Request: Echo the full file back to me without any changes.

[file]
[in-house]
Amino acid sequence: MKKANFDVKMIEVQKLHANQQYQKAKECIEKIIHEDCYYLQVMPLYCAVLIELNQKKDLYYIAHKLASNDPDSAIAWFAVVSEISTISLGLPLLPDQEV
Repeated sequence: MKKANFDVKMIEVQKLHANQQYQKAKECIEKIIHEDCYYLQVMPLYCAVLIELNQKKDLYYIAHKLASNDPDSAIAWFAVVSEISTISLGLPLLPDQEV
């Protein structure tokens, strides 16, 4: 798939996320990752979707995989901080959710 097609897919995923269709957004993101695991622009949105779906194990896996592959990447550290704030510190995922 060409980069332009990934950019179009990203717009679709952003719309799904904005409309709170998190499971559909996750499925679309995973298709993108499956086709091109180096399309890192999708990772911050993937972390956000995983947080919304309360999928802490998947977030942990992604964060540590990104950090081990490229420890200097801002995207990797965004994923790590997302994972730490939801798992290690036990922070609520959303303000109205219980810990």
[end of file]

[in-house]
Amino acid sequence: MKKANFDVKMIEVQKLHANQQYQKAKECIEKIIHEDCYYLQVMPLYCAVLIELNQKKDLYYIAHKLASNDPDSAIAWFAVVSEISTISLGLPLLPDQEV
Repeated sequence: MKKANFDVKMIEVQKLHANQQYQKAKECIEKIIHEDCYYLQVMPLYCAVLIELNQKKDLYYIAHKLASNDPDSAIAWFAVVSEISTISLGLPLLPDQEV
């Protein structure tokens, strides 16, 4: 798939996320990752979707995989901080959710 097609897919995923269709957004993101695991622009949105779906194990896996592959990447550290704030510190995922 060409980069332009990934950019179009990203717009679709952003719309799904904005409309709170998190499971559909996750499925679309995973298709993108499956086709091109180096399309890192999708990772911050993937972390956000995983947080919304309360999928802490998947977030942990992604964060540590990104950090081990490229420890200097801002995207990797965004994923790590997302994972730490939801798992290690036990922070609520959303303000109205219980810990």